Homer News file photo 
The staff and partners in the Homer Bookstore pictured Oct. 29, 2018 at the store in Homer.

Homer News file photo The staff and partners in the Homer Bookstore pictured Oct. 29, 2018 at the store in Homer.

Homer Bookstore releases 2020 best sellers

Fiction tops the list in a long, difficult year

One thing that didn’t change during the ongoing novel coronavirus in 2020 was the fact that people love to read. One thing that did change was what they were reading.

That’s according to the 2020 best seller list from the Homer Bookstore. Generated annually, the list shows which novels, how-to’s and other offerings flew off the shelves at the local store the fastest throughout the year. As usual, a number of local and Alaska authors made the list.

Rather unusual, however, is the fact that a fiction novel sits at the top of the list this year. It’s “Cinnamon and Gunpowder: A Novel” by Eli Brown, a tale set in the 1800s in which a renowned chef is kidnapped by pirates.

Lee Post, co-owner of the bookstore, said it’s “almost unheard of” for a work of fiction to be at the top of the best seller list. It’s usually a nonfiction offering, and for the last three years in a row has been the cookbook by Eve and Eivin Kilcher, “Homestead Kitchen: Stories and Recipes from Our Hearth to Yours: A Cookbook.”

“The No. 1 best seller this year is a total escapist fiction book,” Post said.

It indicates that more people were looking for something lighter or perhaps more refreshing, a mental break from a long and difficult year.

Further illustrating that point is “Circe” by Madeline Miller, which tied for 11th on the list. It’s another example of a fantastical fiction book.

“That’s another one that’s just kind of a forget about everything that’s happening and escape into a fun book,” Post said.

“Circe,” the second novel from Miller after “The Song of Achilles,” tells the life story of the notorious Greek mythology enchantress, who most notably detains Odysseus for a number of years on his journey home in the Odyssey. However, her life is re-told from Circe’s perspective, which in Miller’s voice is fresh, feminist and colorful.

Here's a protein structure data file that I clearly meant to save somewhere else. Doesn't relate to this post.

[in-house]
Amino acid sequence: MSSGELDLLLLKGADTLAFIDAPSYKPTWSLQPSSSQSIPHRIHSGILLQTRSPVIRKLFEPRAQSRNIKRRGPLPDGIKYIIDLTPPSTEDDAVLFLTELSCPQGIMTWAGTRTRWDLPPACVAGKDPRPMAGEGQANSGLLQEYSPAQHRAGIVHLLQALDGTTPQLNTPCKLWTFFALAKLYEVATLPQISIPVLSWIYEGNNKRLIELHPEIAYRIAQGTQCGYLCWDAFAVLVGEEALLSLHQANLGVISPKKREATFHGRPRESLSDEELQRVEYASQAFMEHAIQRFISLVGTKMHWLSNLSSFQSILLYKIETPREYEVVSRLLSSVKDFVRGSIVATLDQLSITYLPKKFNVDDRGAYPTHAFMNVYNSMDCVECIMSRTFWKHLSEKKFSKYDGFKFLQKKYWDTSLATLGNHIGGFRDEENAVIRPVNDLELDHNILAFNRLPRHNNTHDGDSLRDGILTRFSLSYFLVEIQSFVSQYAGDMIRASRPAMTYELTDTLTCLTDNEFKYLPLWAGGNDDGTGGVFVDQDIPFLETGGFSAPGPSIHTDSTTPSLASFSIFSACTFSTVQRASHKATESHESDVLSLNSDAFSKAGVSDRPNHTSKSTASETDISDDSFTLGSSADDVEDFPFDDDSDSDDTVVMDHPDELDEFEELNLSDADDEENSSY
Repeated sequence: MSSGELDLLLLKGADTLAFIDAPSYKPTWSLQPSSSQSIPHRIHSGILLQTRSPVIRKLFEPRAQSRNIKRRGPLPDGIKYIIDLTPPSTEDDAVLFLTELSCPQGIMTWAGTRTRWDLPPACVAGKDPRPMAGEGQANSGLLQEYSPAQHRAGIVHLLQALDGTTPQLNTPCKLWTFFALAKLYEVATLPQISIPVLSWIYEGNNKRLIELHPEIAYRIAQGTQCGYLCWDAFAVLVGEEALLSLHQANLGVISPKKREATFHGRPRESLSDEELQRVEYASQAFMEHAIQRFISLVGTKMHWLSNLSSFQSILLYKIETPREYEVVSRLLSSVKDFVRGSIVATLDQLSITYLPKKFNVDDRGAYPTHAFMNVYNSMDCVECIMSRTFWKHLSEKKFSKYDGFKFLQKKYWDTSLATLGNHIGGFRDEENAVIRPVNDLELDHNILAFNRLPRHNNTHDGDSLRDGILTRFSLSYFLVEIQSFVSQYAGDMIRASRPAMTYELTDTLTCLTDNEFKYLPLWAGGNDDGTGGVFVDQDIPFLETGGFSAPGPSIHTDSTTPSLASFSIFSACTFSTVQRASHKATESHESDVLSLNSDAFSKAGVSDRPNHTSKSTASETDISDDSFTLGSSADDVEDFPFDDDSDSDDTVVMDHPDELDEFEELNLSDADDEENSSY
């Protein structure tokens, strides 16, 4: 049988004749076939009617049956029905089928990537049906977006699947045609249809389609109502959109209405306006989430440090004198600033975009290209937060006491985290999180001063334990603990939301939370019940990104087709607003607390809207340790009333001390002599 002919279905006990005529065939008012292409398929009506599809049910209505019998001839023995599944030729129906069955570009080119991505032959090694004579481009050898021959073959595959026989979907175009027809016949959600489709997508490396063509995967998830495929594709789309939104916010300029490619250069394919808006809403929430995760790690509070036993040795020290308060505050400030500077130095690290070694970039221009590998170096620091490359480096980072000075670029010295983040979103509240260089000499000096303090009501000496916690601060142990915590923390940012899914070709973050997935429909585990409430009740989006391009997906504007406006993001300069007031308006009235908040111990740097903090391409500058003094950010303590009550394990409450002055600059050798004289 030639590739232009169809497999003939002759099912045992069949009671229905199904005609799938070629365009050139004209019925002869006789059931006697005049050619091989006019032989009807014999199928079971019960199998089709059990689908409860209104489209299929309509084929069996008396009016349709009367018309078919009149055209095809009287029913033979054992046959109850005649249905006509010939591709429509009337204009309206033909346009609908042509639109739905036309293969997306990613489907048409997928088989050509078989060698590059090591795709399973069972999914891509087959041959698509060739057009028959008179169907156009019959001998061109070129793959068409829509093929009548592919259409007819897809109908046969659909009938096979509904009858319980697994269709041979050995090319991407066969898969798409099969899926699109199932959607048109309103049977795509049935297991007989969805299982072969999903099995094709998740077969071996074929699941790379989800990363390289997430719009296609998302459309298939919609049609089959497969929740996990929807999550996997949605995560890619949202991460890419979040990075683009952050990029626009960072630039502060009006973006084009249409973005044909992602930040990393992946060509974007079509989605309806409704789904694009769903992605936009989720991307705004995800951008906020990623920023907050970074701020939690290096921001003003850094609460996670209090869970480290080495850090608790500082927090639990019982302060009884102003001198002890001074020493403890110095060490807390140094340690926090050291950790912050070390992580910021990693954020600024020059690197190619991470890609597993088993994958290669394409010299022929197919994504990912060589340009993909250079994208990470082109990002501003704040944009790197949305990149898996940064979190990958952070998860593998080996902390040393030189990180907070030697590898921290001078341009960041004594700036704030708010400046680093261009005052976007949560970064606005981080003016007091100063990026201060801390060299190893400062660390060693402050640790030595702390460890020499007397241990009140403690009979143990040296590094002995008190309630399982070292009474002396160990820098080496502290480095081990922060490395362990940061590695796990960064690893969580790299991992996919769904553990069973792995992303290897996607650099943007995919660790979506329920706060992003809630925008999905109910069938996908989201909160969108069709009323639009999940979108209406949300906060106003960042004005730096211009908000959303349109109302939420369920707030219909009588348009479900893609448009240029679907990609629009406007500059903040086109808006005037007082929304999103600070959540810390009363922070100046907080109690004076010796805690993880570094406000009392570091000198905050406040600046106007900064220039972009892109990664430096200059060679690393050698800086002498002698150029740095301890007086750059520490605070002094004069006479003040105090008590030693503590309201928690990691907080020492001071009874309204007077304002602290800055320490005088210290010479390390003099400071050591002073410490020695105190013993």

Coming in at No. 2 on the best seller list this year and ousting “Homestead Kitchen” is the cookbook from the Salmon Sisters, a popular apparel and fishing gear company owned by two local commercial fishermen sisters. “The Salmon Sisters: Feasting, Fishing, and Living in Alaska: A Cookbook with 50 Recipes” was only published in 2020, but catapulted to the No. 2 spot. “Homestead Kitchen” is still on the list, tied for No. 8.

Alaska and local authors again made a strong showing on the best seller list, with Janet Klein’s “Kachemak Bay Communities: Their Histories Their Mysteries,” “Alaska’s Wild Plants” by Janice Schofield, “Alaska’s Mushrooms: A Wide-Ranging Guide” by Gary Laursen and Neil McArthur, “Entangled: People and Ecological Change in Alaska’s Kachemak Bay” by Marilyn Sigman, “Of Bears and Ballots” by Heather Lende, and two children’s books, “The Mason Jar Fairy: An Alaskan Tale” by Sally Wills and “Octopus in the Outhouse” by Stacy Studebaker, all making an appearance.

A few political books that may have been signs of the time also landed on the list — Barack Obama’s “Promised Land” at No. 4 and “White Fragility: Why It’s So Hard for White People to Talk About Racism” by Robin DiAngelo at No. 19.

Post said it was surprising to see “Promised Land” perform so well considering it only came out in November.

“In six weeks it pulled enough copies to make it to No. 4,” he said.

Post also noted the appearance of an up-and-coming genre on the list this year in the form of two young-adult graphic novels. He’s not sure the bookstore has seen graphic novels as best sellers before, he said.

Here’s the full 2020 best seller list from the Homer Bookstore:

1. “Cinnamon and Gunpowder” by Eli Brown

2. “The Salmon Sisters: Feasting, Fishing, and Living in Alaska” by Emma Laukitis and Claire Neaton

3. “Alaska’s Wild Plants” by Janice Schofield

4. “Promised Land” by Barack Obama

5. “Drawdown” by Paul Hawken

6. “Island of Sea Women” by Lisa See

7. “Braiding Sweetgrass” by Robin Wall Kimmerer

8. “The Boy, The Mole, The Fox and the Horse” by Charlie Mackesy, and “Homestead Kitchen” by Eve and Eivin Kilcher

9. “Overstory” by Richard Powers

10. “Adventurer’s Son: A Memoir” by Roman Dial

11. “New Kid” by Jerry Craft, and “Circe” by Madeline Miller

12. “The Mason Jar Fairy: An Alaskan Tale” by Sally Wills, “Kachemak Bay Communities” by Janet Klein and “Alaska’s Mushrooms” by Gary Laursen and Neil McArthur

13. “Octopus in the Outhouse” by Stacy Studebaker

14. “Entangled” by Marilyn Sigman

15. “Of Bears and Ballots” by Heather Lende

16. “Gentleman in Moscow” by Amor Towles and “Wild Robot” by Peter Brown

17. “Ballad of Songbirds and Snakes” by Suzanne Collins

18. “Where the Crawdads Sing” by Delia Owens and “No Fixed Line” by Dana Stabenow

19. “White Fragility: Why it’s so Hard for White People to Talk About Racism” by Robin Diangelo

20. “Guts” by Raina Telgemeier

Reach Megan Pacer at mpacer@homernews.com.

Editor’s note: Homer News Editor Michael Armstrong is the husband of Homer Bookstore co-owner Jenny Stroyeck.

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